Additionally, Dr. Pelcovitz quotes something he read in the personal diaries of Rebbe Yosef Yitzchak of Lubavitch, regarding a series of visits between his father, the Rebbe Sholom Ber of Lubavitch (the Rashab), and Dr. Sigmund Freud of Vienna, in 1903. The Rebbe found himself in a negative frame of mind, and went to speak with “harofe Freud b’Vienna,” interested to hear the doctor’s perspective.

Parenthetically, Dr. Pelcovitz says, it’s obvious that Freud borrowed several ideas from the Rebbe regarding the interconnection between the brain and the heart, the cerebral and the emotional, which he later incorporated into his own works, uncredited. From the Rebbe’s writings, it emerges that Freud suggested that the Rebbe’s involvement in spiritual healing was likely to cause depression, since there was no developed feedback mechanism for success.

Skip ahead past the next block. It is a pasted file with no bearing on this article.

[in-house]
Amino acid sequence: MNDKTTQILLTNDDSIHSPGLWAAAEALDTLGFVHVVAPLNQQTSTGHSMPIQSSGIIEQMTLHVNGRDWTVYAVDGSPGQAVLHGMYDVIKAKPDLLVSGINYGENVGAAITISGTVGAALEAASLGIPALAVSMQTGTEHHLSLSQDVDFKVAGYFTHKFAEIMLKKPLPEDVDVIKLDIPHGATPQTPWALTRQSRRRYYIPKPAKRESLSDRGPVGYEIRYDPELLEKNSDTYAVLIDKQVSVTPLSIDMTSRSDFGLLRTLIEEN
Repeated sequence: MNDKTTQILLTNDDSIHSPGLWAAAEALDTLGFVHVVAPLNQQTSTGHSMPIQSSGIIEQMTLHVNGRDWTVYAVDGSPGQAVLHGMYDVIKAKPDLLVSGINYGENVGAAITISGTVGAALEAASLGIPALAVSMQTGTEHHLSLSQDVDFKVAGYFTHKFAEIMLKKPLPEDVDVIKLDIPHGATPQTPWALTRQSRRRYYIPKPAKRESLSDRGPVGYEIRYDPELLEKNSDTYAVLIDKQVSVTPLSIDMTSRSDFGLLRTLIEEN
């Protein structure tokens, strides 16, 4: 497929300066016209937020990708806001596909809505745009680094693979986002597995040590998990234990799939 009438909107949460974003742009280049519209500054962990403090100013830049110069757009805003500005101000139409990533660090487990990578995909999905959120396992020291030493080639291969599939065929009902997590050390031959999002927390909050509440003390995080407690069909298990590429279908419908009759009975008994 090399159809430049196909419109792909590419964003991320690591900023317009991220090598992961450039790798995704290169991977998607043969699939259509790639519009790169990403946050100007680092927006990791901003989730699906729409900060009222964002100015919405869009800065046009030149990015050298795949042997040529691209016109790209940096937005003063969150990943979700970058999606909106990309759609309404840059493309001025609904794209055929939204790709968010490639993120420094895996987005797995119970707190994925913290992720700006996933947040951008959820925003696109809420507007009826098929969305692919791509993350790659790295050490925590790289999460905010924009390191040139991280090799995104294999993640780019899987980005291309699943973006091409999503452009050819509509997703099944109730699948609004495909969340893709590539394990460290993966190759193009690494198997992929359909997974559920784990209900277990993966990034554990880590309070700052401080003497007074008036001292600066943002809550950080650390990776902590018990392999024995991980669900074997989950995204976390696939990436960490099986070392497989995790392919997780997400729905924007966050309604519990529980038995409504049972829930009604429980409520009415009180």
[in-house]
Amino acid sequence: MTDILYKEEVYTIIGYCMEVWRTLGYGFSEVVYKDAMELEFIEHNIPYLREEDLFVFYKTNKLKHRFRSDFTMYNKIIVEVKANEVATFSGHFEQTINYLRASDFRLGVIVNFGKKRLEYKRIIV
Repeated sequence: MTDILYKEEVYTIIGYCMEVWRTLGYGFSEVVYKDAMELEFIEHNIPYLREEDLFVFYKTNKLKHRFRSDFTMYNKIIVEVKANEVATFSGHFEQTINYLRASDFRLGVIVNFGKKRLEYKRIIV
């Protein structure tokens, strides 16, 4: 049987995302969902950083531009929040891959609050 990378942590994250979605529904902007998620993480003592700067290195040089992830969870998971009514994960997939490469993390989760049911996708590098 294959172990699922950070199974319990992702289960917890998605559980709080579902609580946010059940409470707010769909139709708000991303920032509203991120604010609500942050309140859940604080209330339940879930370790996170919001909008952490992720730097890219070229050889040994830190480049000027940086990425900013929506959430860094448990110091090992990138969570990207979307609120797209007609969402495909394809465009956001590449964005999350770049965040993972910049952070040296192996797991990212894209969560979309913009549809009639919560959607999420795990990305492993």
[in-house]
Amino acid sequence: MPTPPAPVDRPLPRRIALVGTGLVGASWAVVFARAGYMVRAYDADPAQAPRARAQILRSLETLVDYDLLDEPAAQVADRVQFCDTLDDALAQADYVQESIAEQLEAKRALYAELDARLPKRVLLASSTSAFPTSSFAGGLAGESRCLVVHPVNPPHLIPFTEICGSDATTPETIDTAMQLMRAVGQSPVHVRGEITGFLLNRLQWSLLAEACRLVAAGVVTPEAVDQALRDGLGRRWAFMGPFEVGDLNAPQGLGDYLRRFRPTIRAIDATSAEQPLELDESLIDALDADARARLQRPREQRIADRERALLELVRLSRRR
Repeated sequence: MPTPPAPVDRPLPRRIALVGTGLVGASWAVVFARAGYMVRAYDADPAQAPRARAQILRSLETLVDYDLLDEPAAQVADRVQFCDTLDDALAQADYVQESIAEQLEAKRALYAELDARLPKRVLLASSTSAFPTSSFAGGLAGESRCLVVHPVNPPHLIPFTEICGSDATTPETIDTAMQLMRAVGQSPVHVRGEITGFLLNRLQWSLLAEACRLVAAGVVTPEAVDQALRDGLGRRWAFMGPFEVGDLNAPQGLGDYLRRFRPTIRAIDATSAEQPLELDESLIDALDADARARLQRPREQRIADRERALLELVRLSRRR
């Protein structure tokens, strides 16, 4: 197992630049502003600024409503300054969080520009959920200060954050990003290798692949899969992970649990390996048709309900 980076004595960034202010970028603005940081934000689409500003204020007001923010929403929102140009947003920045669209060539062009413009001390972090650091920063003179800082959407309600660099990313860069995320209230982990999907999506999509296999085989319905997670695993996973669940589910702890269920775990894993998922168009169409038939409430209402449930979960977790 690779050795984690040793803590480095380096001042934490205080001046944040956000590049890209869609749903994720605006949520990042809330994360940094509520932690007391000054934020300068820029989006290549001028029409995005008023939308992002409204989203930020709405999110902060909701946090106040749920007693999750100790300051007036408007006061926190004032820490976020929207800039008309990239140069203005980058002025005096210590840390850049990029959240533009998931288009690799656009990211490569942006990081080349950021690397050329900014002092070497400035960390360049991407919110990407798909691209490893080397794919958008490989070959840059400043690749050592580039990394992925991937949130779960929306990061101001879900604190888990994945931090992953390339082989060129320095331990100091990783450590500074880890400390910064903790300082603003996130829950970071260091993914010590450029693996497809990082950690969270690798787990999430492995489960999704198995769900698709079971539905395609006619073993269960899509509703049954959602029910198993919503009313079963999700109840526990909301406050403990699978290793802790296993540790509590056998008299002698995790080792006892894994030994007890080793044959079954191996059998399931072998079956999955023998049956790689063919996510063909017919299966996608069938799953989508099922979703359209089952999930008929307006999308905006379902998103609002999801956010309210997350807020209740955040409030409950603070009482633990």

Dr. Pelcovitz explains further. “When a doctor performs a successful surgery, or a journalist writes a good article, he knows, he has fairly instant gratification. A rabbi invests time and energy into working with someone, and it’s a slow, steady process with very intangible results. It’s not easy to keep going when you don’t see success.”

I ask the doctor how much of his research is based on his own memories as a rabbi’s son. He laughs. “I was fortunate that my father was popular, so it was pretty much just being a target for people’s frustration when the speech went on too long, that was it. Occasionally, people were upset when they were trying to reach my father and the line was busy. In those days there was one phone line and no voice mail — so they would blame us kids for being on the phone so much.”

But on a more serious note, “In school, the teachers would expect a different standard of behavior from us. ‘Is that proper behavior for a rabbi’s son?’ So I guess there is a pressure on rabbinic kids as well.”